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S. Korea willing to consider regularizing nuclear talks
SEOUL, Oct. 25 (Yonhap) -- South Korea is willing to consider holding six-party talks on North Korea's nuclear programs on a regular basis if Pyongyang demonstrates denuclearization commitments through action and the stalled negotiating process resumes, an official said Monday.

   Foreign Ministry spokesman Kim Young-sun made the remark after a report said that China's chief nuclear negotiator Wu Dawei had proposed during trips to Japan and the United States in August and September that the six-party talks be held every month.

   Officials involved in the nuclear talks have held discussions on the negotiating process, and there was also an "exchange of opinions" on the need to hold the negotiations on a regular basis "as a way to strengthen the six-party system," Kim said.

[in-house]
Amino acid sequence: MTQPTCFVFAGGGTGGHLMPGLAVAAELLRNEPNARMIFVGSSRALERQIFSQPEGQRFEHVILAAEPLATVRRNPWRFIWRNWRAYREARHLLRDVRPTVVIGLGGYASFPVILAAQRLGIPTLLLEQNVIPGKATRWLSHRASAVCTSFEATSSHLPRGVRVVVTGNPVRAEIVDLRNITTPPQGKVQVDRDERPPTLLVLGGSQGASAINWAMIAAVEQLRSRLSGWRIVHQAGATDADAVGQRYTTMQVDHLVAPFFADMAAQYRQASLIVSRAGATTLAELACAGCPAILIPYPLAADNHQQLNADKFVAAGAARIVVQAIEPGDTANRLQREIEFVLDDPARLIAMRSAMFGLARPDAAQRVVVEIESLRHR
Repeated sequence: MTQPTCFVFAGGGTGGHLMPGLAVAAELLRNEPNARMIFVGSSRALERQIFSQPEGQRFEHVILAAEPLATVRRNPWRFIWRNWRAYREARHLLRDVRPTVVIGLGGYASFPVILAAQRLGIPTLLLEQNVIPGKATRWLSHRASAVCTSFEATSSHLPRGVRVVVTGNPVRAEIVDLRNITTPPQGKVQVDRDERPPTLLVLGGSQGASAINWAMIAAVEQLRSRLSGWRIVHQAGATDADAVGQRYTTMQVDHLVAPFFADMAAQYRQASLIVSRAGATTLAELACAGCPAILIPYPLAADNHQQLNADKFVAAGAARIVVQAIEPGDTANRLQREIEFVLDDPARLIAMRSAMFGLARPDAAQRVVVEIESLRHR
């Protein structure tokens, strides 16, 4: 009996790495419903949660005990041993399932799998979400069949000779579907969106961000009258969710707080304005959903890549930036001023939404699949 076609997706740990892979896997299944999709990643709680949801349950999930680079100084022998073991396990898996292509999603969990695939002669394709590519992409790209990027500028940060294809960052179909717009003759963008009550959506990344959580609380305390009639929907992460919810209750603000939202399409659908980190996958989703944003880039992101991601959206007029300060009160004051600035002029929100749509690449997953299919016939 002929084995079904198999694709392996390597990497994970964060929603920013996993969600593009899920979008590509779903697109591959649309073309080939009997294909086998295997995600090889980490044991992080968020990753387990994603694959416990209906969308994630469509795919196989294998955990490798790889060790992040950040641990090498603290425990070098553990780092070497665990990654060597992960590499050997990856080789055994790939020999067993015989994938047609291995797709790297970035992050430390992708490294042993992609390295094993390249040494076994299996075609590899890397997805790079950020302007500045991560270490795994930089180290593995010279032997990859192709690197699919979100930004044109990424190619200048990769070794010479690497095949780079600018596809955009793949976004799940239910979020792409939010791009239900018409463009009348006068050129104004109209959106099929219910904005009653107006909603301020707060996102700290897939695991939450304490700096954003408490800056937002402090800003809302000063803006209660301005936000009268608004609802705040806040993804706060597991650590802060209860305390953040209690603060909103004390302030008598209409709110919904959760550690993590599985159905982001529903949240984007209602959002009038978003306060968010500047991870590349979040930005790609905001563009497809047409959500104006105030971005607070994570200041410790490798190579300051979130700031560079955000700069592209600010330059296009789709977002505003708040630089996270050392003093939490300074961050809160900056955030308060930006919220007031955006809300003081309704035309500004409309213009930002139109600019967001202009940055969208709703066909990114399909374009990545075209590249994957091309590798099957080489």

"But it should be an issue that should be dealt with after the six-party talks resume," Kim said. "North Korea should first demonstrate sincere denuclearization commitments through specific actions so as to win trust from related countries and the international community."

   Should the nuclear talks reopen, the issue of regularly convening the forum could be discussed in order to sustain the momentum for dialogue, Kim said.

   The six-party talks, involving the two Koreas, China, Japan, Russia and the United States, have been stalled since the last session in December 2008 due to a North Korean boycott. Prospects for reopening the process have diminished in the wake of a March sinking of a South Korean warship blamed on Pyongyang. The North denies any role in the sinking.

   Pyongyang has indicated its willingness to return to the negotiating table in recent months, but Seoul and Washington have urged the North to take responsibility for the ship sinking and prove through action that it is serious about abandoning its nuclear weapons.